WHILE MR. BUCHANAN was President, the Pottstown Bank came into existence, and out of compliment to him the notes contained his portrait. But during the war, the bank received so many mutilated notes, with the words “traitor,” “Judas Iscariot,” &c., inscribed under the portrait, that it was resolved to call in all the notes bearing the likeness, and re-issue new ones.
Monthly Archives: October 2009
Governor Yates, of Illinois, received a letter from a town in the south part of the State, in which the writer complained that traitors in his town had cut down the American flag, and asked what ought to be done in the premises. The Governor promptly wrote him as follows: “Whenever you raise the flag on your own soil, or on the public property of the State or county, or at any public celebration, from honest love to that flag, and patriotic devotion to the country which it symbolizes, and any traitor dares to lay his unhallowed hand upon it to tear it down, then I say, shoot him down as you would a dog, and I will pardon you for the offence.”
It was not until the war was over, that all the facts of this somewhat mysterious case could be cleared up; and now it is apparent that a loyal Virginian, living near Richmond, rescued his corpse from its obscure and ignominious burial-place, and re-interred it in a place whence it could easily be recovered by his friends.
After having been stripped and plundered, by the roadside, near Richmond, two men were ordered to take the corpse away and bury it where none would ever know the spot, or be able to recover the remains. But a loyal Virginian, not far from whose house he had been shot, determined to watch their operations, and know the place of the grave.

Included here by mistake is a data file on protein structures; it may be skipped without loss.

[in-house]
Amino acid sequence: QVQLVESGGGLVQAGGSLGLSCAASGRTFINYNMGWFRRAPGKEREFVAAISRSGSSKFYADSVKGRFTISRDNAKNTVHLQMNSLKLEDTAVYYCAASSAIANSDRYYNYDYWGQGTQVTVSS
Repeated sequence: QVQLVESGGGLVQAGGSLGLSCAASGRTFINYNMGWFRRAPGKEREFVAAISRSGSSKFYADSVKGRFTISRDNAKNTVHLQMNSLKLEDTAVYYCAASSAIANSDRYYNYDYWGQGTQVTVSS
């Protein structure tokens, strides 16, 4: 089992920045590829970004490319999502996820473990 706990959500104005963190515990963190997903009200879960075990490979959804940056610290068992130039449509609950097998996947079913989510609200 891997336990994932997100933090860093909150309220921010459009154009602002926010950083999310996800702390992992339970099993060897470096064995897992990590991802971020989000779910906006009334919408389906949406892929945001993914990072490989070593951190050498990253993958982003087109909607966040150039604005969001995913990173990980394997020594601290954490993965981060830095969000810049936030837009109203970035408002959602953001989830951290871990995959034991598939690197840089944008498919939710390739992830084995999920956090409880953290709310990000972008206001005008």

It was midnight, and they took him, in the stillness and gloom, across the city, to the other side of the James River, and to the outer corner of an obscure burial-place, in the skirt of the forest, where common soldiers who had died in the hospitals had been interred. He could only observe them at a distance, and was able to recognize only the vicinity of the spot where they buried him. When he went there afterwards, he found three graves all fresh, and with no mark of any kind to indicate which was Dahlgren’s.
Determined, however, not to abandon his efforts, he only waited a favorable time. Pickets were much more numerous and particular at night than during the day; and he accordingly determined to put a bold front on the enterprise. So, taking a small cart, he drove out in midday, and went directly over to the grave-yard, in the dress, and apparently on the errand, of a laborer. The first body he exhumed had a leg missing, and the hair, and eyes, and figure, answered to the description of Dahlgren. Laying him in the cart, he proceeded to dig up and lay over him quite a number of young peach trees, with dirt enough to cover the body, and with this very peaceful-looking and unsuspicious load he passed all the sentries, and through the streets of Richmond, without challenge. Arriving home, he dug another grave for his body in the corner of his own door-yard, and only a few steps from his door. Here, in silent sympathy, and loyal regret at the death of the brave but unfortunate young soldier, his body, mutilated in battle, and insulted by the country’s foes, was laid.
Not long after, a boat, with a flag of truce, went up the James, and requested of the Confederate authorities to know the place of his burial. A party was sent out to the cemetery where they had buried him, and to their great astonishment, the corpse was not there, and his unhappy friends had almost despaired of ever receiving his body back again to give it a Christian and a soldier’s burial, when the above facts became known to an officer on General Meadestaff, and they were at once communicated to the Government.
About the same time, the Union army lines were advanced so near Richmond as to take in the farm of the loyal Virginian who had displayed such praiseworthy zeal in securing the remains from ignominy.
For a second time he was disinterred, and upon removal to Washington, the third time buried, being finally laid to rest, with full military honors, among those who loved and admired him in life, and bewailed his premature but glorious death.